HAILING CAB FRANC

Vine vs. nature in a mocro-terroir of Touraine

 by Andrew F. Bell American Sommelier

 Andrew-F-BellSitting on the terrace of a café meters away from the birthplace of Louis Pasteur, I plot the route to a late lunch 500 km away in St Nicholas de Bourgueil. While the drive was pure countryside, the sun brilliant kissing the foliage in what turned out to be a rare yet awesome day for the region.

Tucked within Touraine, Saint Nicolas de Bourgueil emits a quite charm with its sweeping hills speckled with gravel and tuffeau. The men and women of the area are hardworking farmers with a love for Cabernet Franc. The vines are not as densely planted as those of Burgundy but when mother nature smiles they produce a richly diverse expression of a grape that most think as a blending agent.

As in Arbois, detailed last month in this column, Saint Noicolas de Bourgueil experienced weather demanding treatments to keep the vines healthy this year. The problem here was hail storms that hit long before harvest, lowering yield to a disastrously low level. One producer I visited lamented about about losing 10 to 13 hectares. He assured me he was not alone in his plight this vintage, so drink Cabernet Franc for the foreseeable future!

   When it came to the wines, the level of purity in fruit was remarkable. I am always speaking about tasting methodology but on this occasion, I just simply enjoyed the juiciness of these wines and the pretty purple flowers that emanated from the glass. The beauty of cabernet franc when well grown is a combination of elegance and power. There was not a notion of bell peppery under ripe elements of referred to as Pyrazines. This rind like, vegetal, element are often descriptors that are associated with fruit that has not had direct access to the sun towards the end of the growing season. On this trip more than one producer described an attachment to their enjambeur ( a tractor which rides over the height of the vine) which removes the foliage from the fruit field. This allows the sun to hit the fruit directly through to harvest. One producer gave a quick lecture on the chemistry of the vine. If I understood the French correctly, the direct sun allows sulfur to deplete more quickly in the vine before harvest. This allows for a greater ripening of the fruit and avoiding the green monster of under ripeness.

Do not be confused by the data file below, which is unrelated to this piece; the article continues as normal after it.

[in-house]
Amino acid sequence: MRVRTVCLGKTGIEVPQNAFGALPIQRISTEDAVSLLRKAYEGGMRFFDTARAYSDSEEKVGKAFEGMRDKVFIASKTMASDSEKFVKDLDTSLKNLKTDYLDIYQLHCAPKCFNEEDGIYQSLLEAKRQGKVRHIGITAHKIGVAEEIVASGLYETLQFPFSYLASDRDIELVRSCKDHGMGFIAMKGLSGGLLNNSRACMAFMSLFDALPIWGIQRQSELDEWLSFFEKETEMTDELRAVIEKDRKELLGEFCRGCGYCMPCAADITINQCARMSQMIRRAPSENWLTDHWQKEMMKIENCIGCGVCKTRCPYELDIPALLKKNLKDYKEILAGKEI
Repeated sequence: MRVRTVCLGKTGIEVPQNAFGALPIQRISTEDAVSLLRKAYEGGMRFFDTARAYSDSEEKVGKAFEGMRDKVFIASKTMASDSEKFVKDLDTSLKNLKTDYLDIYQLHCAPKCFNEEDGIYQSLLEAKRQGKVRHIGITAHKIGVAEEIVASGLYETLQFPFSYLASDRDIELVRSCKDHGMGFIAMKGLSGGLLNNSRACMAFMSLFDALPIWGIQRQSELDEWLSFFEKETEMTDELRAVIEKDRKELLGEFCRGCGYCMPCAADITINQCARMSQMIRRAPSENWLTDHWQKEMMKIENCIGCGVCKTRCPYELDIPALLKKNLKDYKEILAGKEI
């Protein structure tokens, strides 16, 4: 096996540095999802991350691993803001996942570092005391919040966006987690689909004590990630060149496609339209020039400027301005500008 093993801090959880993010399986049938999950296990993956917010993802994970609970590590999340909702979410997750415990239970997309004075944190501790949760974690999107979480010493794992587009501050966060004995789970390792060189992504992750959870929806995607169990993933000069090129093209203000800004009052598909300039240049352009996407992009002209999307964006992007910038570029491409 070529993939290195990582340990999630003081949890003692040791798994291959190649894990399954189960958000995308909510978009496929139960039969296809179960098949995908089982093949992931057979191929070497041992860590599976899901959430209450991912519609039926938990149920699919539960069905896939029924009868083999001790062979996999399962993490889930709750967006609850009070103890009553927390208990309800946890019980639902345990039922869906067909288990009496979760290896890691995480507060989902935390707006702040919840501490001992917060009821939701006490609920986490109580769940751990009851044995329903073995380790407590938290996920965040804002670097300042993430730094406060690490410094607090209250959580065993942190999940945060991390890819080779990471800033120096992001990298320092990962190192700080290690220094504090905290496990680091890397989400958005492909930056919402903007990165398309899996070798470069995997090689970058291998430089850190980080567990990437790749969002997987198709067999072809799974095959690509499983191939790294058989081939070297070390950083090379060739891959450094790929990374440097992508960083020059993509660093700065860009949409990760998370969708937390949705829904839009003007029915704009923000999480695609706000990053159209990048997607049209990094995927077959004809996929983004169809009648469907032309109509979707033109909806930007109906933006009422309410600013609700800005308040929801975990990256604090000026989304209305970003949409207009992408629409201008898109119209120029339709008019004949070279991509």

Once you have the quality of fruit you want as a grower, the wine making is pretty straightforward. Most everyone destems, using the simple berry for texture. Most of the wines I tasted went through a five-day cold soak (or pre-fermentation maceration) allowing for an extraction of fruit, tannin and aroma before the heat of fermentation fixes the color.

 Most of the wines at the entry level and even mid-range had a judicious use of oak, meaning oak as the material for the container not a primary player in aroma or flavor. The result is a wonderful sense of earth and soil wrapped black and red fruits.

The absence of heavy notes of vanilla, caramel and butterscotch are a welcome vacation from many wines who have seemingly lost their way. The scents of lavender, lily and lilac is profound and help bring a levity to the earthy components. As these wines open the layers of nuance are seductive. St Nicholas has a reputation to be a lighter expression of Cabernet Franc, overshadowed by its ‘cousin’ Bourgueil which may be overshadowed by Saumur Champigny. Regardless of your preference power wise, the expressions of St Nicholas de Bourgueil are worthy of your attention.